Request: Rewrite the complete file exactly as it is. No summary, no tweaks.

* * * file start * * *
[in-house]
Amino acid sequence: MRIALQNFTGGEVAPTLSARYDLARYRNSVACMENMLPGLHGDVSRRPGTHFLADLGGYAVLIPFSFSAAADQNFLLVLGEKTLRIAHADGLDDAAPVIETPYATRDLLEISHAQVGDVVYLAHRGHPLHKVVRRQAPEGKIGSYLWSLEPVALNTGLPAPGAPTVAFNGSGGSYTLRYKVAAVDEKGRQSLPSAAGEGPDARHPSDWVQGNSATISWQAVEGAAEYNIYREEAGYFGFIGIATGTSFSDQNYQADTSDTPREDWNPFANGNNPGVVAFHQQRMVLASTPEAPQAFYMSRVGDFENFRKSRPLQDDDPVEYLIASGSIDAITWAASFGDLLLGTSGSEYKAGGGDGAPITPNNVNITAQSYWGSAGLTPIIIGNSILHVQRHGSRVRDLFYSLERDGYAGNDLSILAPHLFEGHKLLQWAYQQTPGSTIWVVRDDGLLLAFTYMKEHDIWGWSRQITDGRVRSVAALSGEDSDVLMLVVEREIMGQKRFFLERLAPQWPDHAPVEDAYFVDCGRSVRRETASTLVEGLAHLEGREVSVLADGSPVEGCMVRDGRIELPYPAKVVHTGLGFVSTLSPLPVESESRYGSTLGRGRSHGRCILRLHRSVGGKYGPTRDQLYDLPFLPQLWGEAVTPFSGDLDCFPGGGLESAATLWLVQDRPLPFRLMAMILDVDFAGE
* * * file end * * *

[in-house]
Amino acid sequence: MRIALQNFTGGEVAPTLSARYDLARYRNSVACMENMLPGLHGDVSRRPGTHFLADLGGYAVLIPFSFSAAADQNFLLVLGEKTLRIAHADGLDDAAPVIETPYATRDLLEISHAQVGDVVYLAHRGHPLHKVVRRQAPEGKIGSYLWSLEPVALNTGLPAPGAPTVAFNGSGGSYTLRYKVAAVDEKGRQSLPSAAGEGPDARHPSDWVQGNSATISWQAVEGAAEYNIYREEAGYFGFIGIATGTSFSDQNYQADTSDTPREDWNPFANGNNPGVVAFHQQRMVLASTPEAPQAFYMSRVGDFENFRKSRPLQDDDPVEYLIASGSIDAITWAASFGDLLLGTSGSEYKAGGGDGAPITPNNVNITAQSYWGSAGLTPIIIGNSILHVQRHGSRVRDLFYSLERDGYAGNDLSILAPHLFEGHKLLQWAYQQTPGSTIWVVRDDGLLLAFTYMKEHDIWGWSRQITDGRVRSVAALSGEDSDVLMLVVEREIMGQKRFFLERLAPQWPDHAPVEDAYFVDCGRSVRRETASTLVEGLAHLEGREVSVLADGSPVEGCMVRDGRIELPYPAKVVHTGLGFVSTLSPLPVESESRYGSTLGRGRSHGRCILRLHRSVGGKYGPTRDQLYDLPFLPQLWGEAVTPFSGDLDCFPGGGLESAATLWLVQDRPLPFRLMAMILDVDFAGE